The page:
Volume 2015 Supplement 1
Regular, moderate intensity maternal exercise reduces birth weight but increases the risk of later childhood adiposity
© Chiavaroli et al; licensee BioMed Central Ltd. 2015
Published: 28 April 2015
We have previously randomised primiparous mothers to either an exercise regime or normal activity between 20 and 36 weeks gestation. In this study we aimed to assess the long-term effects of exercise during pregnancy on growth parameters and body composition in the offspring over their first 6-8 years of life.
Of the initial 84 women and their offspring who participated in the RCT, follow-up data were available on 46 mothers (26 exercisers, 20 controls) and 46 children. At each follow-up visit (6 months, 1 year, 2 years, 4 years, 6-8 years) clinical assessment included measurement of mothers’ and children’s heights, weights, BMI, and waist circumference, as well as blood pressure. Body composition was assessed in both mothers and children by whole-body dual-energy X-ray absorptiometry (DXA) scans at 4-year and 7-year follow-up visits.
There were no differences in anthropometry between exercise and control children in the first 2 years of life. In addition, at age 4 years there were no differences in height, BMI, percentage body fat, or waist circumference between the two groups. At a mean age of ~7.5 years, exercise and control children showed similar weight, height, BMI, and waist circumference, but the exercise group had more body fat (17.5 vs 16.0%, P=0.02) than controls. Over the course of follow-up there were no observed differences in anthropometry between exercise and control mothers.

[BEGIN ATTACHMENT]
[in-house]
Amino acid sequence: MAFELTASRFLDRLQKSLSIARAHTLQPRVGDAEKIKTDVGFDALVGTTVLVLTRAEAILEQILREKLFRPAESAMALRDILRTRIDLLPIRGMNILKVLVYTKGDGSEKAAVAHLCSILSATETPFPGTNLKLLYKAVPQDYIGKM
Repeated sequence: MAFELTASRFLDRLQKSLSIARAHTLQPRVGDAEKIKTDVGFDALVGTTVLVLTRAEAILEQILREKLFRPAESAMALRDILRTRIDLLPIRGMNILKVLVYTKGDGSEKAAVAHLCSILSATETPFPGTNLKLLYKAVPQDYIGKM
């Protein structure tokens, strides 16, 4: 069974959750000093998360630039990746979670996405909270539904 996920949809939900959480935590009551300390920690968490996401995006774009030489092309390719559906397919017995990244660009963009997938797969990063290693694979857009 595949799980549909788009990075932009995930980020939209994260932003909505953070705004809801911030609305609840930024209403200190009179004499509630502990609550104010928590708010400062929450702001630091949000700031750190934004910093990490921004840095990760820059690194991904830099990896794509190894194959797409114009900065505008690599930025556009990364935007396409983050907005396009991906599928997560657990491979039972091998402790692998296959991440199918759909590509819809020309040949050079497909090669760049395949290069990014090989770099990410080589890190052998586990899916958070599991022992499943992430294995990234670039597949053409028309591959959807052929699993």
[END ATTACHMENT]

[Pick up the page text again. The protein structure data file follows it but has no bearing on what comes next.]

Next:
While no long-term benefits of maternal exercise in the first pregnancy were noted in mothers, children exposed to maternal exercise during intrauterine life appear prone to greater fat mass accumulation in mid-childhood. Larger studies are required to confirm this important observation as exercise in pregnancy is widely recommended by obstetricians.
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